[Haskell-cafe] An ugly zip3 problem..

Bryan O'Sullivan bos at serpentine.com
Sat Mar 22 11:42:47 EDT 2008

Michael Feathers wrote:

> Would Haskell's type system allow you to pass a function of arbitrary
> arity, discern its arity, use that information to construct the
> appropriate structure for iteration, and then apply it?

The answer is probably "yes", because almost every time I've thought
that a type system related question had an answer of "no", someone has
been able to point me at a paper by Oleg Kiselyov.

But if you're convolving a one-dimensional vector, and it's structured
as a list, a simpler approach is to use a variant of a zipper data
structure.  Basically, as you traverse the list, you build a new list of
the elements that you've already consumed.

Let's say your list looks like this:


You start off with an empty list of items you've consumed, and for each
item you pull off the list you're consuming, you push it onto the list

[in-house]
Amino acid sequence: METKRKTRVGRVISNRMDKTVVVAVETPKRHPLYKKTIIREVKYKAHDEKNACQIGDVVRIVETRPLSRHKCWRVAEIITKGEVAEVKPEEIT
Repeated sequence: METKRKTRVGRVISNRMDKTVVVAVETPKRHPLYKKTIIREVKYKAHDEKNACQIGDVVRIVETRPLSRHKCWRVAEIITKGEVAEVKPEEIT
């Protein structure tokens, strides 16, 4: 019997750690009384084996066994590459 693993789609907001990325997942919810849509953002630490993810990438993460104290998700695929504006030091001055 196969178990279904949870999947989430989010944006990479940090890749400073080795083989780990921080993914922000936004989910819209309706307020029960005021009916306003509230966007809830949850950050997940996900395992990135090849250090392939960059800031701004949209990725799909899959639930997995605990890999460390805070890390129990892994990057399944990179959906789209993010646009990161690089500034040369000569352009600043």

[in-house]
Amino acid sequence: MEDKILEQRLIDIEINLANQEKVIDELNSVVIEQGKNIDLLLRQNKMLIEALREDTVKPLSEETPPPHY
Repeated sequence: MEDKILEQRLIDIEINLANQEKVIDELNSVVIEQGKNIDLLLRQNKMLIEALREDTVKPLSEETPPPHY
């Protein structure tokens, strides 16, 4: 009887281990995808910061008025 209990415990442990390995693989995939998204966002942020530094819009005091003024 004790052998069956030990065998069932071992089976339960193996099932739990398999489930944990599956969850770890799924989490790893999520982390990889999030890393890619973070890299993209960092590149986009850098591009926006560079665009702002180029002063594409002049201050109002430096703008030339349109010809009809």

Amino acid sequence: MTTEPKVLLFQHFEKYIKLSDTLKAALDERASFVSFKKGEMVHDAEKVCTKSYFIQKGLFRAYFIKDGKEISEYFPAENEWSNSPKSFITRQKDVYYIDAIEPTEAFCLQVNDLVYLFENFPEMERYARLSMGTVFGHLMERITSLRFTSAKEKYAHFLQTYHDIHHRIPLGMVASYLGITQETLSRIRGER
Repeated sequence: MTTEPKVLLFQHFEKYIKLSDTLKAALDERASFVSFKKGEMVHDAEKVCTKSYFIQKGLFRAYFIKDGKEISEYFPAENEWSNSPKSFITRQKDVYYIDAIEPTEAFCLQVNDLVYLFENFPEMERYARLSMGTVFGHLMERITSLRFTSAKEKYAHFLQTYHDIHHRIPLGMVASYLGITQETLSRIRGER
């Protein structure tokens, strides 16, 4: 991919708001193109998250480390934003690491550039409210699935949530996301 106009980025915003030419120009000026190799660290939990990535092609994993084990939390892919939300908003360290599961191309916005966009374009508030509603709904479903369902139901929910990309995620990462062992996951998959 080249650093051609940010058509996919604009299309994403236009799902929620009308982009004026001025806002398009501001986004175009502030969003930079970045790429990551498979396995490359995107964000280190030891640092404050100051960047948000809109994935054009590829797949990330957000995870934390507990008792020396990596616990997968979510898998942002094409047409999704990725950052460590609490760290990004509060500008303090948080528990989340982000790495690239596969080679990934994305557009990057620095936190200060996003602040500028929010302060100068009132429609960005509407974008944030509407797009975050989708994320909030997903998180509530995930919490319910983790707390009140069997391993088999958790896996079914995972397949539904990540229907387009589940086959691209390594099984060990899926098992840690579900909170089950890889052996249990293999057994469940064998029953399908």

you've consumed.

[] 1 [2,3,4,5,6,7,8]
[1] 2 [3,4,5,6,7,8]
[4,3,2,1] 5 [6,7,8]

Your consumption function can then use pattern matching to pick out an
appropriate number of neighbouring elements from the fronts of the list
you're about to consume and the list you've just consumed.  To change
the number of elements you're looking at, you just modify the two
patterns, not the types or data structures you're using.

This technique, though cute, has several drawbacks.

1.  Lists won't exactly make your performance fly.  You're also
constructing an entire list of already seen values when you only need a
handful from near the front.  This capability makes sense when you need
to be able to switch the direction of iteration for some reason, but
that doesn't apply here.
2.  Because you can't pattern match on elements in an array, you can't
pick this approach up and transplant it to a different underlying data
3.  I don't know how to construct a useful zipper over lists of higher
order (e.g. lists of lists), so at least with my limited brain power and
attention span, the approach falls apart if you want to convolve a 2D or
higher vector.


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